Bt eggplant for Bangladesh and the Philippines

Date: 

2015 to 2018

Summary: 

Eggplant is a common vegetable grown throughout Asia by resource-poor farmers. Eggplant is attacked by a caterpillar known as the eggplant fruit and shoot borer (EFSB) and growers typically spray every 2-3 days to control it, usually with little success but with considerable health and environmental harm. Using an engineered plant that expresses a common bacterial protein used by organic growers, these farmers now have a solution that completely eliminates the need to spray for EFSB. We are working with farmers in Bangladesh and the Philippines to use these EFSB-resistant plants as part of an overall integrated pest management (IPM) program.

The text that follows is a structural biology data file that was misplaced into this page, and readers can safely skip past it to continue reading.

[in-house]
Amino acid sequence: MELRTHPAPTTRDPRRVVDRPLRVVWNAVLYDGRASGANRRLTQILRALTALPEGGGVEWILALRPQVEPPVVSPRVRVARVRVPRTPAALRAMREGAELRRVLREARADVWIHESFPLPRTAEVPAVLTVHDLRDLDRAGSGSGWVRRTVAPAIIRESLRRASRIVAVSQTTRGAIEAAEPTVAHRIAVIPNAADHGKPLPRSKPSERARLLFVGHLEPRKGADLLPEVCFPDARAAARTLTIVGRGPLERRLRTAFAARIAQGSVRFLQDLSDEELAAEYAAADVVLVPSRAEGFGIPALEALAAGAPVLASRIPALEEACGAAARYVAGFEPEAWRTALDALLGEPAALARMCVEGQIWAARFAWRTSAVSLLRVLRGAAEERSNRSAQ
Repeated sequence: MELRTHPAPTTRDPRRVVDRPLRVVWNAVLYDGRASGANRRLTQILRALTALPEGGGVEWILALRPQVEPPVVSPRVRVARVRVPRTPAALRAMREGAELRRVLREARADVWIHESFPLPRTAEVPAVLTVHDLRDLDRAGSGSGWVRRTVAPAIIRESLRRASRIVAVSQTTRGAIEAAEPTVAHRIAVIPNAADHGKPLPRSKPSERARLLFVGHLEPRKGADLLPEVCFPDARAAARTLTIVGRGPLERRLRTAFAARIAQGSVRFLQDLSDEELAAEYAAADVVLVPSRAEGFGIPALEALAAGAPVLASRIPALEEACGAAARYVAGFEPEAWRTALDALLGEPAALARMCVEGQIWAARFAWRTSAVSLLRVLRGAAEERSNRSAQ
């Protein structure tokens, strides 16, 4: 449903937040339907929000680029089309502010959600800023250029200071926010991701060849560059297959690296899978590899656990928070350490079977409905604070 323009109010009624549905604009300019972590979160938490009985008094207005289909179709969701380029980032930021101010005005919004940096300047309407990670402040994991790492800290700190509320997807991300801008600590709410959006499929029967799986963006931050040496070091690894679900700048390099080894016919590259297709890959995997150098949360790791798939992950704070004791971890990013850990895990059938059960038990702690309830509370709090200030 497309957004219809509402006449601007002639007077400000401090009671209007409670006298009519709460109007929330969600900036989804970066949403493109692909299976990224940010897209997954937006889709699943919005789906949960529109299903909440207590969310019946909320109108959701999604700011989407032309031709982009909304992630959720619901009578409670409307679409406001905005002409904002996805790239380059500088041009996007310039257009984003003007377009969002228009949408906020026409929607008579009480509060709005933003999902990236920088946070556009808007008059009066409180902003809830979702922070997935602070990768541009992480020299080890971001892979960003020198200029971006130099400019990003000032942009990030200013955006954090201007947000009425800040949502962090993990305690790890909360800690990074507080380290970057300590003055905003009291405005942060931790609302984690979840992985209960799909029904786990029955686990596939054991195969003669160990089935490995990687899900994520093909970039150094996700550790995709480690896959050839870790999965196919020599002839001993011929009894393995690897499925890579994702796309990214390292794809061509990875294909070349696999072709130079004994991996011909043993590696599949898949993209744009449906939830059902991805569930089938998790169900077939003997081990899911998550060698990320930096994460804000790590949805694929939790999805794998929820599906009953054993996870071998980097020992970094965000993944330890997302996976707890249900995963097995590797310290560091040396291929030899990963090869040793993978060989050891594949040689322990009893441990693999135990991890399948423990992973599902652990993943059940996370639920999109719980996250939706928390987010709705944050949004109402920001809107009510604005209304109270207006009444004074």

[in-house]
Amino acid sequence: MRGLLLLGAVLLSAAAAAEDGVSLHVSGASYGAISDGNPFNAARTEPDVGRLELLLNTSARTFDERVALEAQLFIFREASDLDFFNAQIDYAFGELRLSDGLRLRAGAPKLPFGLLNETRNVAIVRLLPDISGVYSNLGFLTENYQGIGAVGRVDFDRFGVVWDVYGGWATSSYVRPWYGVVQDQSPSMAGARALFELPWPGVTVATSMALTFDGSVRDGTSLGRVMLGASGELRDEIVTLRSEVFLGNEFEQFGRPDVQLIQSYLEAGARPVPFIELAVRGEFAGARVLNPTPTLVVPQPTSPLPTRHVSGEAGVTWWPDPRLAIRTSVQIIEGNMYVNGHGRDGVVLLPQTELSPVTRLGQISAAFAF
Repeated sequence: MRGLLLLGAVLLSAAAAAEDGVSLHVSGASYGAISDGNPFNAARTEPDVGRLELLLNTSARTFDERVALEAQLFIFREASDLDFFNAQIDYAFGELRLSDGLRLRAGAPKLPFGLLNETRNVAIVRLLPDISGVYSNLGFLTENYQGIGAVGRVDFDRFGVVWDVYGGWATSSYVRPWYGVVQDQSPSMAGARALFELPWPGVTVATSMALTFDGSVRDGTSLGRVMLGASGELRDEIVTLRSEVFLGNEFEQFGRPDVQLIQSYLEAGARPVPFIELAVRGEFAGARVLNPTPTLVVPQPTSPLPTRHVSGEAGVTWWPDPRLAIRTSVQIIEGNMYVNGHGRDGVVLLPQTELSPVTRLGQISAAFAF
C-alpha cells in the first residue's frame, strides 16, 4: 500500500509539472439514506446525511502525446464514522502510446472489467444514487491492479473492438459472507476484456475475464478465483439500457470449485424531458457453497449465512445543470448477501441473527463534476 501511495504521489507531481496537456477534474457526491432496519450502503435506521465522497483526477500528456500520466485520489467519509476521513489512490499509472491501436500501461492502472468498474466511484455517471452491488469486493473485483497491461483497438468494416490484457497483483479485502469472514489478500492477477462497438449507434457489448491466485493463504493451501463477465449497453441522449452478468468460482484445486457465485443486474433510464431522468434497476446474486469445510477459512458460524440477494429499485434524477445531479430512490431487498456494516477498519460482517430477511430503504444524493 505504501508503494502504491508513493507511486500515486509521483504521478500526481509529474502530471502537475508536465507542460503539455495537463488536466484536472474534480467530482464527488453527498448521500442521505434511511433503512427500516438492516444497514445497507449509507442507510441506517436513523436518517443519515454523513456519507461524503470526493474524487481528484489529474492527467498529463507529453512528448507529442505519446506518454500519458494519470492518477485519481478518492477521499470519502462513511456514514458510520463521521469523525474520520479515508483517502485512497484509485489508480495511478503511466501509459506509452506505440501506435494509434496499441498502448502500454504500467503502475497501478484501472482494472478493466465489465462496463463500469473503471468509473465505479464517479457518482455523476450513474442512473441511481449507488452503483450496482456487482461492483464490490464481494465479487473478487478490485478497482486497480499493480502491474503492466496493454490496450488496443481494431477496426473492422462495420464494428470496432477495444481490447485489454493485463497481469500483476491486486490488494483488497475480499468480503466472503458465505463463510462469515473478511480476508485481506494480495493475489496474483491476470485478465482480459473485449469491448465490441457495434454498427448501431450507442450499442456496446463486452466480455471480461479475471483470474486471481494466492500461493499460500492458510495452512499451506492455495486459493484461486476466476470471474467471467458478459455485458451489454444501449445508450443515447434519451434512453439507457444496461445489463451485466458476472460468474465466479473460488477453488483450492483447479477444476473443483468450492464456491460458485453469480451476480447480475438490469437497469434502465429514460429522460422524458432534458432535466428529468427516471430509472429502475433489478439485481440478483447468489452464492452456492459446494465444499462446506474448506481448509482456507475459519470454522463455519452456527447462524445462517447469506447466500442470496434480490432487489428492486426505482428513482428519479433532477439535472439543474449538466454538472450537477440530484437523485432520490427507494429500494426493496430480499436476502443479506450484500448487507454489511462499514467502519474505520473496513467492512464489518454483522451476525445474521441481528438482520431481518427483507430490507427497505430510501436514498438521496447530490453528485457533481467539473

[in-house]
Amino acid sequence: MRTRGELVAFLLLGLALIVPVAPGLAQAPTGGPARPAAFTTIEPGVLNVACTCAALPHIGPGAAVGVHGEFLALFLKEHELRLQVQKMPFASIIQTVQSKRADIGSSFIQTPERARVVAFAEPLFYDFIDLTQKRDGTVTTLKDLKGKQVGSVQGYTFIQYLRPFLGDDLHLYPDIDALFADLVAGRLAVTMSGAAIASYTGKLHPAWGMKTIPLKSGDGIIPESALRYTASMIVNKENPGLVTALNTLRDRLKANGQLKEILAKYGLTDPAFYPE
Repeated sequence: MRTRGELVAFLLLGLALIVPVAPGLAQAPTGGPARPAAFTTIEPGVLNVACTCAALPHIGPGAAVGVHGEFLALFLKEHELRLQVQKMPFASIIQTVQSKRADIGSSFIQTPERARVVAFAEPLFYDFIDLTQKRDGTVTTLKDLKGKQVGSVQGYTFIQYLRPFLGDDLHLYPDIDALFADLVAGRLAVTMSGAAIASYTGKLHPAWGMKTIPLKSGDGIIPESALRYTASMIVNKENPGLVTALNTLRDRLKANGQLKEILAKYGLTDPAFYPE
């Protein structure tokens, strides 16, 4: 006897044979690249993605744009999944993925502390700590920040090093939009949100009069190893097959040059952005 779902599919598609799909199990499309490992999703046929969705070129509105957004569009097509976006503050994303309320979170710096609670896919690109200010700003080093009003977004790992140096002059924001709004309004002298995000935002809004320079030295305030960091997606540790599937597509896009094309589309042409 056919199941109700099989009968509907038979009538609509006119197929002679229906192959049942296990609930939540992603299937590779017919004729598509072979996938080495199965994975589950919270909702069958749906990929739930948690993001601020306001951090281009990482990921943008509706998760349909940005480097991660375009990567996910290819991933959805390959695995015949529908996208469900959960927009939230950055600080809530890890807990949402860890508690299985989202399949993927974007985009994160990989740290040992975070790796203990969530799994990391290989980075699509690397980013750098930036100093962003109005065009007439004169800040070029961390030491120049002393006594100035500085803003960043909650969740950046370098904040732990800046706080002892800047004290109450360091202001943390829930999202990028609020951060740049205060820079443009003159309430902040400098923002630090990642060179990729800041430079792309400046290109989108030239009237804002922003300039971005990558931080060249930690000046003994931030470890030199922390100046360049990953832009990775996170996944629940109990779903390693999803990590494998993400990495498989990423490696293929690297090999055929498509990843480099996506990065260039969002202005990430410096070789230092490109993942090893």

Issue: 

The issue addressed is the economic losses and the risks to human health and the environment from the current pesticide-intensive strategy to control an insect of eggplant in Asia.

Response: 

Using eggplants that are resistant to the major insect pest in Asia is allowing farmers to minimize their pesticide sprays. Rather than spraying >100 times during the season, growers are spraying only a few times to control secondary pests. Farmers are obtaining economic benefits as well as reducing risks to human health and the environment.

Impact: 

In 2017 there will be >5,000 farmers in Bangladesh who will be using these insect-resistant (Bt) plants. This will greatly decrease pesticide use and increase their profit. One study estimates the benefit to farmers will be >$1800 per hectare.

Submitted by: 

  • Shelton, Anthony M

Researchers involved: 

  • Shelton, Anthony M

International focus: 

  • Bangladesh
  • Philippines